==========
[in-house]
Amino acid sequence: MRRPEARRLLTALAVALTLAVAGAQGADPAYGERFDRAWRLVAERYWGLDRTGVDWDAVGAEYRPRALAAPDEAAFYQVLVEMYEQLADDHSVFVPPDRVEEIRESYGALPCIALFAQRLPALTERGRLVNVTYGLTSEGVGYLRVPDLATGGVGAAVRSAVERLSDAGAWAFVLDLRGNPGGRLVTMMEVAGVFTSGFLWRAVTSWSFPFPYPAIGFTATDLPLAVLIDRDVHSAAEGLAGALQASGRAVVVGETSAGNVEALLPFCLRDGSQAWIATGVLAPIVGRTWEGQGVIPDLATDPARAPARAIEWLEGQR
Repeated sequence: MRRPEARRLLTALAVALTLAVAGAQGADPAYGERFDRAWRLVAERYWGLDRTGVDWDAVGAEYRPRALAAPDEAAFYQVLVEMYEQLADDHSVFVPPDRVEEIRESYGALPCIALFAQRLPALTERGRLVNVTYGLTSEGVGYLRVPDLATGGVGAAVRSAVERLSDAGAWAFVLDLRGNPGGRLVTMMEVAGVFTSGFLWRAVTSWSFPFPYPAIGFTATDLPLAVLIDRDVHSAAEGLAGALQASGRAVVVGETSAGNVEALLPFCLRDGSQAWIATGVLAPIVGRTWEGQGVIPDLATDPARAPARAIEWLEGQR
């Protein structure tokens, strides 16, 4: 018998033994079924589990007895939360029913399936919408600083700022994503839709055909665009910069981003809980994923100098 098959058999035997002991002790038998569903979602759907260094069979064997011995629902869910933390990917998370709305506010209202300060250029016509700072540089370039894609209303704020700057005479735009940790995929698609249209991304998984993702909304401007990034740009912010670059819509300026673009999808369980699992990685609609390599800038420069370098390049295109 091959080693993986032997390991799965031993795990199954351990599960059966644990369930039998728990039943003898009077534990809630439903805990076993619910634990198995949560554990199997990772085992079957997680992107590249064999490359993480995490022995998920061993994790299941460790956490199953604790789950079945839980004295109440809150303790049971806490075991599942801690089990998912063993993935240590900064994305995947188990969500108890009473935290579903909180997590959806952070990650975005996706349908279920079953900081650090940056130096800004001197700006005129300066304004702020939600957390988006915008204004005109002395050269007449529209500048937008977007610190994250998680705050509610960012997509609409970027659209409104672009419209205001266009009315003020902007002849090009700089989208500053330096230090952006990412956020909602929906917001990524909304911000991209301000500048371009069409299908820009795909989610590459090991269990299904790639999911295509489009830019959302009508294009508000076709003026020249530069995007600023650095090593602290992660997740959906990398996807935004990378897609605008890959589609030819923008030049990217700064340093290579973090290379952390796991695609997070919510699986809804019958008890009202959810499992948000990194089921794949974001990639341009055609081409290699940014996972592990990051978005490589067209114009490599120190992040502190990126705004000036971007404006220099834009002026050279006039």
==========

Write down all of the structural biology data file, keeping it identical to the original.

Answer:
[in-house]
Amino acid sequence: MRRPEARRLLTALAVALTLAVAGAQGADPAYGERFDRAWRLVAERYWGLDRTGVDWDAVGAEYRPRALAAPDEAAFYQVLVEMYEQLADDHSVFVPPDRVEEIRESYGALPCIALFAQRLPALTERGRLVNVTYGLTSEGVGYLRVPDLATGGVGAAVRSAVERLSDAGAWAFVLDLRGNPGGRLVTMMEVAGVFTSGFLWRAVTSWSFPFPYPAIGFTATDLPLAVLIDRDVHSAAEGLAGALQASGRAVVVGETSAGNVEALLPFCLRDGSQAWIATGVLAPIVGRTWEGQGVIPDLATDPARAPARAIEWLEGQR
Repeated sequence: MRRPEARRLLTALAVALTLAVAGAQGADPAYGERFDRAWRLVAERYWGLDRTGVDWDAVGAEYRPRALAAPDEAAFYQVLVEMYEQLADDHSVFVPPDRVEEIRESYGALPCIALFAQRLPALTERGRLVNVTYGLTSEGVGYLRVPDLATGGVGAAVRSAVERLSDAGAWAFVLDLRGNPGGRLVTMMEVAGVFTSGFLWRAVTSWSFPFPYPAIGFTATDLPLAVLIDRDVHSAAEGLAGALQASGRAVVVGETSAGNVEALLPFCLRDGSQAWIATGVLAPIVGRTWEGQGVIPDLATDPARAPARAIEWLEGQR
């Protein structure tokens, strides 16, 4: 018998033994079924589990007895939360029913399936919408600083700022994503839709055909665009910069981003809980994923100098 098959058999035997002991002790038998569903979602759907260094069979064997011995629902869910933390990917998370709305506010209202300060250029016509700072540089370039894609209303704020700057005479735009940790995929698609249209991304998984993702909304401007990034740009912010670059819509300026673009999808369980699992990685609609390599800038420069370098390049295109 091959080693993986032997390991799965031993795990199954351990599960059966644990369930039998728990039943003898009077534990809630439903805990076993619910634990198995949560554990199997990772085992079957997680992107590249064999490359993480995490022995998920061993994790299941460790956490199953604790789950079945839980004295109440809150303790049971806490075991599942801690089990998912063993993935240590900064994305995947188990969500108890009473935290579903909180997590959806952070990650975005996706349908279920079953900081650090940056130096800004001197700006005129300066304004702020939600957390988006915008204004005109002395050269007449529209500048937008977007610190994250998680705050509610960012997509609409970027659209409104672009419209205001266009009315003020902007002849090009700089989208500053330096230090952006990412956020909602929906917001990524909304911000991209301000500048371009069409299908820009795909989610590459090991269990299904790639999911295509489009830019959302009508294009508000076709003026020249530069995007600023650095090593602290992660997740959906990398996807935004990378897609605008890959589609030819923008030049990217700064340093290579973090290379952390796991695609997070919510699986809804019958008890009202959810499992948000990194089921794949974001990639341009055609081409290699940014996972592990990051978005490589067209114009490599120190992040502190990126705004000036971007404006220099834009002026050279006039």